TBH Science Update February 2017 | Regular Yoga Meditation Can Improve Memory and Executive Control in Older Adults with Mild Cognitive Impairment

Regular Yoga Meditation Can Improve Memory and Executive Control in Older Adults with Mild Cognitive Impairment

What: In a study looking at the effects of Kirtan Kriya meditation training on cognitive decline, researchers found that the ancient yoga practice may be an effective and low-cost methodology for enhancing performance in mild cognitive impairment, or MCI. Researchers at UCLA conducted a randomized trial on 79 adults over the age of 55 who had been diagnosed with MCI (CDR=.5). Both groups showed significant gains in memory function. However, the meditation group also showed significantly more improvement in executive function and depression symptoms.

Why This Matters: The world’s population is aging fast, with more than 2 billion people over the age of 60 estimated by 2050. That will naturally lead to more instances of mild cognitive decline. Proving that meditation, in addition to more traditional training methods, may improve memory and executive function and decrease depression provides doctors with a potential low-cost and low-side effect treatment to better maintain function their patients.

The Takeaway: The evidence for meditation as a valuable tool in cognitive health continues to grow. Developing a regular meditation practice may be an effective low-impact and low-cost treatment everyone can do in the comfort of their own home.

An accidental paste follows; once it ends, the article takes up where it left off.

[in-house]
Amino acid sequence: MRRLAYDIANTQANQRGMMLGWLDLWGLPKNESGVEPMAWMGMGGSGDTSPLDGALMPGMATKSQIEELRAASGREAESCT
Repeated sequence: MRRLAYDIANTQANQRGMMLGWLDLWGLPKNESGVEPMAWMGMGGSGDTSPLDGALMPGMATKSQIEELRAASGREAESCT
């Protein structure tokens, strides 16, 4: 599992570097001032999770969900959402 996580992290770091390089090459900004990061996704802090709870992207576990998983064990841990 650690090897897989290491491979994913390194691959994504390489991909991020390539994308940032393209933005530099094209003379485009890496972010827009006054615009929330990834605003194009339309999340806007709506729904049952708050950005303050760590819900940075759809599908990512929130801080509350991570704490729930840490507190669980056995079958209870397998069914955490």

Harris A. Eyre, Prabha Siddarth, Bianca Acevedo, Kathleen Van DykPattharee Paholpak, Linda Ercoli, Natalie St. Cyr, Hongyu Yang, Dharma S. Khalsa, Helen Lavretsky; A randomized controlled trial of Kundalini yoga in mild cognitive impairment; International Psychogeriatrics; 16 January 2017 | https://doi.org/10.1017/S1041610216002155

Tejal M. Shah, Michael Weinborn, Giuseppe Verdile, Hamid R. Sohrabi, Ralph N. Martins; Enhancing Cognitive Functioning in Healthy Older Adults: a Systematic Review of the Clinical Significance of Commercially Available Computerized Cognitive Training in Preventing Cognitive Decline; Neuropsychol Rev; DOI 10.1007/s11065-016-9338-9

2017-04-27T19:23:32+00:00